We once had a dog called jess. I loved Jess dearly and, in her doggy way, she loved me.
You can imagine the distress she caused when she went missing. We looked for her everywhere. But something told me that she was not far away. While the rest of the family were searching around the area, I took yet another look around the perimeter of the garden, paying particular attention to where my husband keeps what I call rubbish, but which he calls valuable stocks of building materials — wood, bricks, blocks and so on. I seemed to recall Jess taking interest in mouse holes that exist close to the stone wall that divides the garden from a field. I called her name but did not expect a response because she rarely barked. But I thought I heard a faint whimper. Or was it wishful thinking? I went closer to the pile of wood and saw a narrow slit in the ground. Not big enough for a dog to get through but I tried to peer in just the same. I thought I saw movement. I was right. Jess was there and she started scratching to get out. I quickly realised she had been digging herself into the hole! It was now deep and she could not get a grip to get out. She had been digging deeper and piling the earth up from where she had dug herself in. I got down and put my arm inside but could not grasp her. She was getting quite distressed and so was I. I was fearful everything would collapse on top of her and she would be completely buried. I ran to get help. The men soon got her out. Oh why didn't she bark to let us know where she was?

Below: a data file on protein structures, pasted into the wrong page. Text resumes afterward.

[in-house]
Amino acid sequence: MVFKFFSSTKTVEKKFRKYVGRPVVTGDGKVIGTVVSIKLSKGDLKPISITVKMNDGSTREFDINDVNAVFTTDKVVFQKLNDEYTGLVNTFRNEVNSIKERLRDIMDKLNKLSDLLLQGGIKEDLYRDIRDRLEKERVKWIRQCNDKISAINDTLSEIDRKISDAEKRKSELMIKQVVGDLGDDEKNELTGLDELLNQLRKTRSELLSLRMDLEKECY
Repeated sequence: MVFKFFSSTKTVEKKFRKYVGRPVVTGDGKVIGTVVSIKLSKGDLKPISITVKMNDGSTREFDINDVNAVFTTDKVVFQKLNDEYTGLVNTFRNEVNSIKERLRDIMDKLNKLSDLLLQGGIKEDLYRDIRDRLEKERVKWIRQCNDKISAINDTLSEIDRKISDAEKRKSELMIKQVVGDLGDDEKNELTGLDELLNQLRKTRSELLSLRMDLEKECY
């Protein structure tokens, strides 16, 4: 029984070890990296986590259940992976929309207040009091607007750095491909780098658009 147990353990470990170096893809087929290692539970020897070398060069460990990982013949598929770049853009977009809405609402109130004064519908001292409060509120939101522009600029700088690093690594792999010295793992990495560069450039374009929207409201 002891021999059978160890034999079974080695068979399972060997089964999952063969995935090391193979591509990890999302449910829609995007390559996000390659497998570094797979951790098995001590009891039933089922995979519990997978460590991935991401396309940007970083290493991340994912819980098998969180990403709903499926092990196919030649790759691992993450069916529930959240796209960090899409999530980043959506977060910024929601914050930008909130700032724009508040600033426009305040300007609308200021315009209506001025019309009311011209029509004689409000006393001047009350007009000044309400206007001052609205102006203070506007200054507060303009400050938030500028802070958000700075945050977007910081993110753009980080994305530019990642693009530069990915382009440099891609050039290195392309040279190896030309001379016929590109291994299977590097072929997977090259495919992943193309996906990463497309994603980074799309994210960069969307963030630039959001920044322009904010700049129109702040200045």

Thinking of that incident, made me think of how we humans can be very good at digging ourselves into holes we can't get out of. At least this human — me! I have been doing a lot of it lately. Unfortunately, like Jess, we often keep quiet and go on digging deeper. It can be most distressing, and yet pride, shame, or whatever, prevents us from yelling "HELP, I'm stuck. Please help me out. I'm digging myself into a hole. Of course, better not to start digging in the first place!